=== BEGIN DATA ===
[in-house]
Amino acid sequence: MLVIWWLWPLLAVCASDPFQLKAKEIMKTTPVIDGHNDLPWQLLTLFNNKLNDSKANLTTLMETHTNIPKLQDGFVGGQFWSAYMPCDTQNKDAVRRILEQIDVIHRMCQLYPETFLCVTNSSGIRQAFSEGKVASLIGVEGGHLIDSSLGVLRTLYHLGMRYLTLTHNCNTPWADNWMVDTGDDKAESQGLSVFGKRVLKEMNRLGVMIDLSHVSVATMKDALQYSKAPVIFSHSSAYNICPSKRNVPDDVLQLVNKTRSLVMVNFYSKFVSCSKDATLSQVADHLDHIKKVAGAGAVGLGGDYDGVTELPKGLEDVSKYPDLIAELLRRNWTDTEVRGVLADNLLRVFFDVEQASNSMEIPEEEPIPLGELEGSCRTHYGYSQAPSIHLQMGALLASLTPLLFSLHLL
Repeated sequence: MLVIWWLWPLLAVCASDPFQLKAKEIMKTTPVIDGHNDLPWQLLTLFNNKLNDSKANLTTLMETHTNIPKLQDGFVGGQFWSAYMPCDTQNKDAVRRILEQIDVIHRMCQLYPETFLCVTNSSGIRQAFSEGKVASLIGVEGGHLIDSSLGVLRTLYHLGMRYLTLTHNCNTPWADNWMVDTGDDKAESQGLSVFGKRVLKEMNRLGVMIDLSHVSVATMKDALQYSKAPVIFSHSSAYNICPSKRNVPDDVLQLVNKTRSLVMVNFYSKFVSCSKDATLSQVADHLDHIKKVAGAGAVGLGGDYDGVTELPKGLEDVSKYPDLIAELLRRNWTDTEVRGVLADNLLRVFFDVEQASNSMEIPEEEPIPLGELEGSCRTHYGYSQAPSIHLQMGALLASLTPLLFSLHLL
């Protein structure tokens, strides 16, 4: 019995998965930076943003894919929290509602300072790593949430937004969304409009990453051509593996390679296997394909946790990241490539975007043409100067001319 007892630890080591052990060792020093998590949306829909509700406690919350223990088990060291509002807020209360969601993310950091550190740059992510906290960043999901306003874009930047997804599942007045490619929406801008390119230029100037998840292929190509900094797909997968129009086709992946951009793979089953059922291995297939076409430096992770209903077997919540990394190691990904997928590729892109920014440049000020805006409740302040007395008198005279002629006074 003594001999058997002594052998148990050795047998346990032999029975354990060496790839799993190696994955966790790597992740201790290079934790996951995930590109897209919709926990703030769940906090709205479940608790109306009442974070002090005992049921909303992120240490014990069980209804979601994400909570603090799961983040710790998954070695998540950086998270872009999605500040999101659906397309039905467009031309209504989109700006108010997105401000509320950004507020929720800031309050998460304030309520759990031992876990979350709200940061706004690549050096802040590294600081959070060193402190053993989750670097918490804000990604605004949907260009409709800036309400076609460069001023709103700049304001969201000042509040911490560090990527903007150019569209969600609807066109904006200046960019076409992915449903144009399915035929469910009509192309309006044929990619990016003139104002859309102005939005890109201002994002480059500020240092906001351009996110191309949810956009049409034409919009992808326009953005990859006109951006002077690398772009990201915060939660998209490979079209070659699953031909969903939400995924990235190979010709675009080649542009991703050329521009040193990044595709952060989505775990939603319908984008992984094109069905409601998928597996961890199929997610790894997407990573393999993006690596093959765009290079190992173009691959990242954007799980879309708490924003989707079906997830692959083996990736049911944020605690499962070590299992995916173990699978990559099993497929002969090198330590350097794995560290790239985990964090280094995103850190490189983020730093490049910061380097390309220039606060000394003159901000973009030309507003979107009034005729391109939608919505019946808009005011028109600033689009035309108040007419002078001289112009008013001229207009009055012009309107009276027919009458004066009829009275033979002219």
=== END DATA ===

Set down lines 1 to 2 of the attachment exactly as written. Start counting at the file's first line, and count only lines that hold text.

[in-house]
Amino acid sequence: MLVIWWLWPLLAVCASDPFQLKAKEIMKTTPVIDGHNDLPWQLLTLFNNKLNDSKANLTTLMETHTNIPKLQDGFVGGQFWSAYMPCDTQNKDAVRRILEQIDVIHRMCQLYPETFLCVTNSSGIRQAFSEGKVASLIGVEGGHLIDSSLGVLRTLYHLGMRYLTLTHNCNTPWADNWMVDTGDDKAESQGLSVFGKRVLKEMNRLGVMIDLSHVSVATMKDALQYSKAPVIFSHSSAYNICPSKRNVPDDVLQLVNKTRSLVMVNFYSKFVSCSKDATLSQVADHLDHIKKVAGAGAVGLGGDYDGVTELPKGLEDVSKYPDLIAELLRRNWTDTEVRGVLADNLLRVFFDVEQASNSMEIPEEEPIPLGELEGSCRTHYGYSQAPSIHLQMGALLASLTPLLFSLHLL